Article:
- Even if there was a good candidate to compete with Putin, it is incredibly difficult to run for President in Russia. A candidate must garner 2 million signatures from the electorate to run. These signatures must come from all regions in the country at a proportion to their population. This is a logistical nightmare. Very few have the infrastructure to make this happen. Those that have attempted this in the past have ultimately failed because the Election Committee has frequently declared that a large portion of the signatures was forged.
- The Power Vertical is still the Power Vertical. This is a crucial factor in Russian politics, economics, and culture. Putin, with cooperation from the apathetic citizenry, has created a vast and deep network of support from the Duma and the Justice Ministry all the way down to the lowly bureaucrat at the DMV or the fire brigade. Everyone is dependent on the other. If it breaks, i.e., a new leader comes to power, the entire network falls apart and the system could easily descend into chaos as it did in the 1990’s. Nobody wants that.
- Influential opposition parties will not be running as many candidates. They’ve had enough of the games. They also don’t want a revolution for reasons stated in bullet 4.
- Regardless of United Russia’s newfound percentage in parliament, Putin will still maintain control of the Duma’s agenda. The Duma has never formed itself into a serious arm of the government and is largely ignored. Also, the other parties within the Duma, though considered opposition parties, are really “Kremlin-controlled” interest groups. Their existence is dependent totally on the whims of Putin and his political apparatus. None of these parties can stray from Putin’s whim too far. Any party that does gets shut down.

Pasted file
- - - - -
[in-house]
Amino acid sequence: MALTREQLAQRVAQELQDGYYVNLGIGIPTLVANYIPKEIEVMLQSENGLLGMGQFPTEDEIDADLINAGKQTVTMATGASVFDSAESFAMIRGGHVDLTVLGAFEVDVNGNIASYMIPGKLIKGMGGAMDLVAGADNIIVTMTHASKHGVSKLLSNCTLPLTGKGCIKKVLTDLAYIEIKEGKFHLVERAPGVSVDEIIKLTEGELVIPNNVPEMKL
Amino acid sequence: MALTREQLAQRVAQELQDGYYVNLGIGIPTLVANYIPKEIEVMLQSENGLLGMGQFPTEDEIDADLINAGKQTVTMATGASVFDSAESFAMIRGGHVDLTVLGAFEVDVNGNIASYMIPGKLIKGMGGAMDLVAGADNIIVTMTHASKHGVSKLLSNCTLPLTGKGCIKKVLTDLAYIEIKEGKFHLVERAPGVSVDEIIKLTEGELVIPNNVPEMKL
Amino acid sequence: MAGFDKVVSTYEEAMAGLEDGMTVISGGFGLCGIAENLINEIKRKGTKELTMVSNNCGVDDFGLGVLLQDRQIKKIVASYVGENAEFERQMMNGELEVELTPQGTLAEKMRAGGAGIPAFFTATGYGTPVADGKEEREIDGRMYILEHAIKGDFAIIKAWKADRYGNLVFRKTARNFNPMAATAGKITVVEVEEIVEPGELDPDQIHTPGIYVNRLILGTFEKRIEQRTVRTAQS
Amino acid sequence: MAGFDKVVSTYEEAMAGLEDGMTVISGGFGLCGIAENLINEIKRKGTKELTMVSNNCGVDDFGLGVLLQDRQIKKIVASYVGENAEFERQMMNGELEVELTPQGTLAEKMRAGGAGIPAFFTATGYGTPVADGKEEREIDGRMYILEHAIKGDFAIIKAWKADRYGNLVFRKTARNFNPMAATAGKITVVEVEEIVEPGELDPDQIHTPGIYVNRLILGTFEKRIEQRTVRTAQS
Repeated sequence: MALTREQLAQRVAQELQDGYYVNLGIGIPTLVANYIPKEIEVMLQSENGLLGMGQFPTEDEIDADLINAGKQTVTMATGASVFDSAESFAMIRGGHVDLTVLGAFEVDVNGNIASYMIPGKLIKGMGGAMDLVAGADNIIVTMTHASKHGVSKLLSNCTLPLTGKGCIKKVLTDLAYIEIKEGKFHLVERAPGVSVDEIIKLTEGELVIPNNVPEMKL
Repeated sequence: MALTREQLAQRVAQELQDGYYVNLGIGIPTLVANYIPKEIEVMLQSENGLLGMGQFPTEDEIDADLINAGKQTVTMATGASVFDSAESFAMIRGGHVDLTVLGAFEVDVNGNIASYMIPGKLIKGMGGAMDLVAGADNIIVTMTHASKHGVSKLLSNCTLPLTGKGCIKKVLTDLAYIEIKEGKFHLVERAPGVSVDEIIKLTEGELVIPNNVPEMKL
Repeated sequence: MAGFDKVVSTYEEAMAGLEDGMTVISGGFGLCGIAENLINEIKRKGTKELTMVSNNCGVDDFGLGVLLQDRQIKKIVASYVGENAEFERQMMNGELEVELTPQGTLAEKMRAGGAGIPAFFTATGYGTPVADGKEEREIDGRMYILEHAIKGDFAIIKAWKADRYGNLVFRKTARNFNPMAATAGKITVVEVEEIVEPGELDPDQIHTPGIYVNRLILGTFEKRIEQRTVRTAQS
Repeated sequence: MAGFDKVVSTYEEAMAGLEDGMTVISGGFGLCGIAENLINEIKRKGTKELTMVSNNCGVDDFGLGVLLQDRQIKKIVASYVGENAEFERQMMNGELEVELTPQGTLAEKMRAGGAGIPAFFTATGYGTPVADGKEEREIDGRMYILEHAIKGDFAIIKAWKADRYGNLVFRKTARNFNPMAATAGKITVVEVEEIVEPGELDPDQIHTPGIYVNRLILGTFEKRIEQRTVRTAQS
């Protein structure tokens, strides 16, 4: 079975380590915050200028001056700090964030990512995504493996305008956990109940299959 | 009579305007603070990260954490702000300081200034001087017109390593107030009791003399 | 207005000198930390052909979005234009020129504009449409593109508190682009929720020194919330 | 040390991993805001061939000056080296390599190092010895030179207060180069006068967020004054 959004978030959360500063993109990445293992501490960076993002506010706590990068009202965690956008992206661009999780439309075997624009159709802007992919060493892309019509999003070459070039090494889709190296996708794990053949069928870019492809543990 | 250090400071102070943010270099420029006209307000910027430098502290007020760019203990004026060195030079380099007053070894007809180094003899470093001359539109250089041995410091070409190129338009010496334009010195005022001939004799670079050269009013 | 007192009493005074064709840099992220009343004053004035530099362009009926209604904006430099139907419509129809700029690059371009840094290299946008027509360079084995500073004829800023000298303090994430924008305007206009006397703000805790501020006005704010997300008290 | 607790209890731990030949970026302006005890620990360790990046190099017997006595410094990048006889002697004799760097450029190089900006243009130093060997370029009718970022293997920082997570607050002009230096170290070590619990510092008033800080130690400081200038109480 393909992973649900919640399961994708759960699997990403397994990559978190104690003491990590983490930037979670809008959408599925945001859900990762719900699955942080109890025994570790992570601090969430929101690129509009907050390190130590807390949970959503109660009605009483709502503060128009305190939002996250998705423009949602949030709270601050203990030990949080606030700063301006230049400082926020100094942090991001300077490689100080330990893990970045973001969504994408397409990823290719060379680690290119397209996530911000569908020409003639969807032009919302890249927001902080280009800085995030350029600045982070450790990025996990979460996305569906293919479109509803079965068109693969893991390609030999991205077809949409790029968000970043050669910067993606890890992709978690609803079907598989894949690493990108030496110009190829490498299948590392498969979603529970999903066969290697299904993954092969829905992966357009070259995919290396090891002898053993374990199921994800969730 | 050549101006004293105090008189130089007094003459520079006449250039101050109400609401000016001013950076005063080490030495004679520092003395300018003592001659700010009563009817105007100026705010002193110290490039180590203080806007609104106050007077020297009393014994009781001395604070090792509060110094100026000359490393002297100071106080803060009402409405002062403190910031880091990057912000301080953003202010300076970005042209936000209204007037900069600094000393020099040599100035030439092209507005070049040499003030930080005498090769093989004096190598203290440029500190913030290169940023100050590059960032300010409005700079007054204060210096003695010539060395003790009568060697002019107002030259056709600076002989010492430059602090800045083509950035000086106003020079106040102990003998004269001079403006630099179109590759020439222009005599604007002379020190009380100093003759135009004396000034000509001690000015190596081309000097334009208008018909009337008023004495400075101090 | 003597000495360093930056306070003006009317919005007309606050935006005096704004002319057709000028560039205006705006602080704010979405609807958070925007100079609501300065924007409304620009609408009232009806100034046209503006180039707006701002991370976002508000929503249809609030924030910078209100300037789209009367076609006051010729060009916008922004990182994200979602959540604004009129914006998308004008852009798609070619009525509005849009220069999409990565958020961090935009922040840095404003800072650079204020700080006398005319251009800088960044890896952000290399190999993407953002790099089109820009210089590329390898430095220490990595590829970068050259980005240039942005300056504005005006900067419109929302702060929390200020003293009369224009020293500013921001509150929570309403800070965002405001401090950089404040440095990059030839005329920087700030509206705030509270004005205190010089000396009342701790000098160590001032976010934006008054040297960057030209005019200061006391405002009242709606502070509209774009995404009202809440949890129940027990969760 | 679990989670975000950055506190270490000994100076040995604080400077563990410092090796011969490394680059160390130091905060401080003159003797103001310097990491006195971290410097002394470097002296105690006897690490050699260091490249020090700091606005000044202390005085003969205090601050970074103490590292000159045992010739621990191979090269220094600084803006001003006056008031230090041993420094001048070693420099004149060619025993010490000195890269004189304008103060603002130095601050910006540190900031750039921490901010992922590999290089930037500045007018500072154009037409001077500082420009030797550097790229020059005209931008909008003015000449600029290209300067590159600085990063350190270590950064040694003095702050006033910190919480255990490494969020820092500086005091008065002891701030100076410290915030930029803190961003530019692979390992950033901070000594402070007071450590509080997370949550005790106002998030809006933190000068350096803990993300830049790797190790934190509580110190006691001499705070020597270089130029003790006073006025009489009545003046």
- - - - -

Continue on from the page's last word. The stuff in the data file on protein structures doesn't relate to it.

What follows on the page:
- Lastly, and most importantly, most Russians have a severe case of apathy. They hate politics, politicians, and everything to do with it. Change is too complicated. They’ll either not vote or just vote for the status quo. This is ultimately the most important factor for where Russia is going.
In summary, Russians have few options to produce change in their country and have little will to do so. There may be some compromises Putin is willing to provide to get him out of the pickle he is in at the moment, but in the end, people will shrug their shoulders and move on.
To illustrate this conclusion, I will give you the views of my Russian friends. In all cases, they are well-educated, speak two or three languages, work for multi-national companies or have financial security, and they are in their twenties and thirties. These are the people who would be the most westernized people in the country, yet their responses hardly inspire.
Software Development Manager at an American company in Nizhny Novgorod, population 1.4 million. (this is where I lived for 5 years):
“I think nobody knows where is it going and how significant it is. There are lot of people who believes that the elections where faked (me included). However, many more people do not care or just scared to speak out. It all will be played in Moscow. NN or other provincial cities have little role. Compare 50-80 thousands of protesters in the capital and 1500-2000 in Nizhny. I was at Minin square last Saturday, the meeting was not permitted by city officials but all ended peacefully.”
Staffing Manager at an American company in St. Petersburg.